She cited research from the IMF that economic growth goes hand in hand with a consistent stream of tax revenues. "The challenge for governments over the next 30 years will be to fund health and social care, infrastructure development and the needs of an aging population against the backdrop of resource and environment challenges," said Brand. "This is particularly true for developing economies, which are at the heart of our new survey, where existing resources and capacity to collect are already stretched. This puts additional pressure on governments to find responsible ways to spend more while at the same time facing an unprecedented trust crisis. It's a vicious circle: The lack of trust threatens a key resource enabling any government across the world to meet today's challenges, in other words tax revenues, but without tax systems, governments cannot fund the initiatives to build that trust, and without that revenue governments cannot deliver on the UN's Sustainable Development Goals."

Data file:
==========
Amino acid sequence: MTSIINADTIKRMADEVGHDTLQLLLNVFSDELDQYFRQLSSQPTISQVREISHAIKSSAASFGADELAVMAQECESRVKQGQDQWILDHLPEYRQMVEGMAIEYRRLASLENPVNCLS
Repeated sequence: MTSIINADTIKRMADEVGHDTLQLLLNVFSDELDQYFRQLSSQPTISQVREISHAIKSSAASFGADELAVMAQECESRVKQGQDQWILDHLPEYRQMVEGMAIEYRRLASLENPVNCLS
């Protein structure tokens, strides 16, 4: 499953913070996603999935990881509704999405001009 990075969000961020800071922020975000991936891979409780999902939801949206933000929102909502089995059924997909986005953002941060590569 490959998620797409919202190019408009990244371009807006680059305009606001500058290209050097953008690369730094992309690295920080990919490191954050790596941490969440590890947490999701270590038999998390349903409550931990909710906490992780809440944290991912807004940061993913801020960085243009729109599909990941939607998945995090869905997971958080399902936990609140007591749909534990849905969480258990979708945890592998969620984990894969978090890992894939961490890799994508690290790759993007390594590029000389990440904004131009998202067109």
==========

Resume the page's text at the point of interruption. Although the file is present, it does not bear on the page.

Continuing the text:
"As professional accountants, we do our part in the development of sustainable economies and sustainable societies," said IFAC president Alan Johnson. "As we look to the future of our profession, both in the private and the public sector, and in the broader movement to sustainability, it is also important that we look more deeply and understand what is holding us back. Corruption and crime-related issues, such as money laundering, bribery, illicit financial flows and fraud are significant obstacles to economic development and economic growth as well as human development, and ultimately to the achievement of the 17 United Nations' sustainability goals. The UN estimates that you need between $5 and $7 trillion of investment annually to achieve the SDGs, but at the same time today you lose something like $3.6 trillion, or half of what we need to invest to deliver the SDGs to corruption, whether it is lost to governments or indeed to society. We could never afford to lose this amount of money before the pandemic and we certainly cannot afford to lose it today. The global profession has an important role to play here because we're uniquely placed as trusted advisors to businesses and governments, to support an ecosystem which includes all actors, both privately and in the public sector and nongovernment organizations, to ensure that public policy addresses the needs of society because that is important if we really do want to work in the public interest."